The Longest Time
They're all gone, first my grandmas, then their husbands. The tall, thin grandma died from grief by her own hand long before I was born, and the heavy-set, diabetic one from "sugar" when I was 5. My grandpas lived on, well into their 90s. The stocky tobacco chewer with a Cherokee mother had no birth record, so his life span is a guess, while the skinny vo-ag teacher survived his wife's suicide, as well as stomach cancer, and remarried.
His short, thin, white-haired lady with buckled high heels, horn-rimmed glasses, and a glad laugh was the only grandma I'd known, the last of my grandparents to leave. Sunday visits to her home in a small village north of town were often rewarded with meatloaf, scalloped potatoes, fruit Jell-O with marshmallows and white icing, lemonade, and a red apple pared by grandpa in a single spiral string.
More frequent drives across town to my other grandpa's home, next to the railroad tracks and factory, sometimes included offers to share his favorite meal of ham and Navy beans in ketchup, homemade cornbread with real butter, hot or cold chocolate milk, and a yellowish-green pear picked, with its bruises cut out, by grandpa from his tree out back.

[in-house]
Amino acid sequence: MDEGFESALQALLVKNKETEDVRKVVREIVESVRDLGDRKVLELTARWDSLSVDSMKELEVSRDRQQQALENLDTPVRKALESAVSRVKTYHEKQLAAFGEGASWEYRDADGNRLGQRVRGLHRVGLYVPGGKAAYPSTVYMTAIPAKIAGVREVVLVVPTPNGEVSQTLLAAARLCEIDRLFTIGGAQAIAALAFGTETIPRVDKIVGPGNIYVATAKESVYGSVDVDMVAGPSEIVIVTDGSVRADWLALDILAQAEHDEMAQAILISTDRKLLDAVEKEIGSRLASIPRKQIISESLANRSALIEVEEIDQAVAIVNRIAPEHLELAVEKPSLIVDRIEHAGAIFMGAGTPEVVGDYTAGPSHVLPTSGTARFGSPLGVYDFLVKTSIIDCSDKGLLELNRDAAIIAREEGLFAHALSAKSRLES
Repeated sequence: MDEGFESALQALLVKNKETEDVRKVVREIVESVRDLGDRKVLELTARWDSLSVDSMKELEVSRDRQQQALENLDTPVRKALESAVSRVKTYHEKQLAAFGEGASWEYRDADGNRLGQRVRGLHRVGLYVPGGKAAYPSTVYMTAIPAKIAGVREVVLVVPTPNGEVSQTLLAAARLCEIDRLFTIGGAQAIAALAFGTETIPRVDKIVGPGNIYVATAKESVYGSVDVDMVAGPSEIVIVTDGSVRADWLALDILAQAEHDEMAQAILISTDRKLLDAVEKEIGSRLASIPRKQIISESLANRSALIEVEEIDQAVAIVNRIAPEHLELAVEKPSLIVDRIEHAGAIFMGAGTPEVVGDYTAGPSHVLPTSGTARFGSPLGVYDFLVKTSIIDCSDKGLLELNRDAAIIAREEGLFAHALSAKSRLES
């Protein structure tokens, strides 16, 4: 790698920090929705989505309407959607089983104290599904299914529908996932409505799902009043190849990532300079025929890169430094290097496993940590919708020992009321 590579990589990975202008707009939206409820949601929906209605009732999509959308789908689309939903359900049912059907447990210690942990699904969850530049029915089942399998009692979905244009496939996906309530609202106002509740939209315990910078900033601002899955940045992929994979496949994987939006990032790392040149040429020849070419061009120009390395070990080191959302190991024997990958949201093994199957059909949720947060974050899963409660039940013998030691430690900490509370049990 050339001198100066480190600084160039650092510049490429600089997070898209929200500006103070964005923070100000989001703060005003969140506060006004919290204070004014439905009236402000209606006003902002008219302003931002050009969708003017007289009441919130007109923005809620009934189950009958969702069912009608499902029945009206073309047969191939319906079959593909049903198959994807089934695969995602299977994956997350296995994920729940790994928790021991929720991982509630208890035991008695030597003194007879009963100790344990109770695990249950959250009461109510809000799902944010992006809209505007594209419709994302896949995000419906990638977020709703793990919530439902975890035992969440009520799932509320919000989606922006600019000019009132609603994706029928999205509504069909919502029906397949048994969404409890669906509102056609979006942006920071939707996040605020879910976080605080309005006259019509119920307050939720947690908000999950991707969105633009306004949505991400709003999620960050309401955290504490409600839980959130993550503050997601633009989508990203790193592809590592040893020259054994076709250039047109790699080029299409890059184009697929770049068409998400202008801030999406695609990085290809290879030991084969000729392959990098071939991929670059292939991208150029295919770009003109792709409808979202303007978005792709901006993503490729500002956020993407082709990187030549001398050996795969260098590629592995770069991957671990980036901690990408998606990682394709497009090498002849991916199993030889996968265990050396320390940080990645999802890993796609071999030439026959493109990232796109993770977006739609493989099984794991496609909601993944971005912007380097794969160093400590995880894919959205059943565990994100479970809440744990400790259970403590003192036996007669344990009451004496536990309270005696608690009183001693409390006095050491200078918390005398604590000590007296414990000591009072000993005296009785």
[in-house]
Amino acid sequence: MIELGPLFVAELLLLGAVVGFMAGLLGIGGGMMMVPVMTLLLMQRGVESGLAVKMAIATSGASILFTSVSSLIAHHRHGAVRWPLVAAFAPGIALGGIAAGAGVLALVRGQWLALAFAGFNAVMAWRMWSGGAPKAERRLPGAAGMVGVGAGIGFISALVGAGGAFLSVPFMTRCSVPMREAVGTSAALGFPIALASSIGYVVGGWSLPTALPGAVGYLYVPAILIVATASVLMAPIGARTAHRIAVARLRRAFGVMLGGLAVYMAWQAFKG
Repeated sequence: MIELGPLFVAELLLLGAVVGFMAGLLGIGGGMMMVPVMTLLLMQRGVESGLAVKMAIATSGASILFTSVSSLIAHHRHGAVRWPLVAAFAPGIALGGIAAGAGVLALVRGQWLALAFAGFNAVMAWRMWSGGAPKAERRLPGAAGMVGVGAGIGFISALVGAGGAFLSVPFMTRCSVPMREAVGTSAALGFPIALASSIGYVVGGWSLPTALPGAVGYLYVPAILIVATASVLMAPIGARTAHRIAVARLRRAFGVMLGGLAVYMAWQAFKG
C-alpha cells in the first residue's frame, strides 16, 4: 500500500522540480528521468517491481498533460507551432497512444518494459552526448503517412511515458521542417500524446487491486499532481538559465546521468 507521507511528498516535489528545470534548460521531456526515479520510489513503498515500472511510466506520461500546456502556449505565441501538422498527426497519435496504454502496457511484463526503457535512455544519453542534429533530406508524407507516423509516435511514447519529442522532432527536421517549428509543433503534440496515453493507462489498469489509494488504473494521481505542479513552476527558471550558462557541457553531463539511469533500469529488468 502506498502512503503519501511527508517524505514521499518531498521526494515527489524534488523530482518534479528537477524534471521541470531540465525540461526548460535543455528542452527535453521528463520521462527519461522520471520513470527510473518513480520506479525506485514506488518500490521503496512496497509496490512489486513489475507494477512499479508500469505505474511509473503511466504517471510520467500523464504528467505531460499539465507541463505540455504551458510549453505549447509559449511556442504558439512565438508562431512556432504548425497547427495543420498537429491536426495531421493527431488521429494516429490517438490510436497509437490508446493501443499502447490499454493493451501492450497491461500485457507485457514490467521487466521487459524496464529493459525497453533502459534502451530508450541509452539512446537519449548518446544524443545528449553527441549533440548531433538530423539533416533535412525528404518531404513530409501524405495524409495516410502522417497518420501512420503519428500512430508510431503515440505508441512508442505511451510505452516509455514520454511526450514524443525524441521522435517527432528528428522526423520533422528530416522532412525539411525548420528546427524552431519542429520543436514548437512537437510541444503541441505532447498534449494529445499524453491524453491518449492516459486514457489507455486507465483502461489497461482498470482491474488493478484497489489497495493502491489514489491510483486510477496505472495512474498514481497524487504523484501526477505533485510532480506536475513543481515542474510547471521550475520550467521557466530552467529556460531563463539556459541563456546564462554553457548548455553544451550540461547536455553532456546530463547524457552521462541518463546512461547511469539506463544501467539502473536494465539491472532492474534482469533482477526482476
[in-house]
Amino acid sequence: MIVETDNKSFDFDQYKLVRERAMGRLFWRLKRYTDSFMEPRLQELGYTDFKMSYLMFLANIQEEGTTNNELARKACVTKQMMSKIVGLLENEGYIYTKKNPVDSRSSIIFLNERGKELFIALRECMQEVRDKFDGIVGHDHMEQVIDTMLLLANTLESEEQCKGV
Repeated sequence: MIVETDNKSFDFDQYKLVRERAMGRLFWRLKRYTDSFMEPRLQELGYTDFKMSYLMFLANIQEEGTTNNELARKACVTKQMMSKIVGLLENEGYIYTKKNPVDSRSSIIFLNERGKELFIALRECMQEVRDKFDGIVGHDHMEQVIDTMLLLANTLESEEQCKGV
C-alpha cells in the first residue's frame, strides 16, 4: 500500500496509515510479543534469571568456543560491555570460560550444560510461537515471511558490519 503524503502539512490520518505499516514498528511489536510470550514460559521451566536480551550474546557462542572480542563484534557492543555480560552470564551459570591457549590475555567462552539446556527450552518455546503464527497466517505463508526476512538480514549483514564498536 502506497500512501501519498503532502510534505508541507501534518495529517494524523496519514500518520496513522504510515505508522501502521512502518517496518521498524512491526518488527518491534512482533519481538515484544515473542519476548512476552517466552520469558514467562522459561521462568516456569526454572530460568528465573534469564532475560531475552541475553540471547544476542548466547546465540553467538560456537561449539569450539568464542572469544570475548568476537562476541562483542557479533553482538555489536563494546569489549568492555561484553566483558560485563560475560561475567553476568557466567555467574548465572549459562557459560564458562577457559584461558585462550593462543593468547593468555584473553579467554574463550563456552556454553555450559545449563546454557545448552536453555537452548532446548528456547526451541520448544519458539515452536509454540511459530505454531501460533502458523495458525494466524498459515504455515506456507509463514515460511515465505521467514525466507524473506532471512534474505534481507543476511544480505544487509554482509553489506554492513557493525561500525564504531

Visiting their homes also meant sitting on worn, sun-faded carpets as the adults talked, or standing in winter astride a wide coal furnace floor grate and studying floral patterns in the drapes and wallpaper. When tired or bored, I'd rock asleep in a swivel armchair with swan-neck armrests or pull from a hall closet tubes of nicked Tinkertoys and a wobbly wooden card table for Canasta. While playing hide-and-seek with my bachelor grandpa's grumpy Pekingese, I'd climb onto a lumpy mattress atop a wooden four-poster. Walking down narrow stairs into their damp, dark cellars to look for canned tomatoes and jams or jars of hoarded pennies took the longest time.
day trip with my kids
to a restored farmhouse...
Richard S. Straw copyedits technical documents on health and substance use, prepares bibliographic databases on the same topics, and has lived in or near Raleigh, North Carolina, since 1984. Before then, he lived and worked in central Ohio, where he taught freshman English composition at Ohio State University, edited technical papers for a trade journal, proofread for a digest of news from the former Soviet Union, and graduated from Ohio State University (BA in English, 1977; MA in English, 1980).
In the late 1980s, he served as an editor of Pine Needles, a quarterly newsletter for the North Carolina Haiku Society (NCHS). In 1988, he compiled late afternoon bum, a trifold Haiku Canada Sheet. In 2001 he published A Hiker Sees His Shadow, a chapbook dedicated to the memory of his dad.
Selections of his published haiku are available at http://nc-haiku.org/haiku-by-us.htm, courtesy of Dave Russo of the NCHS.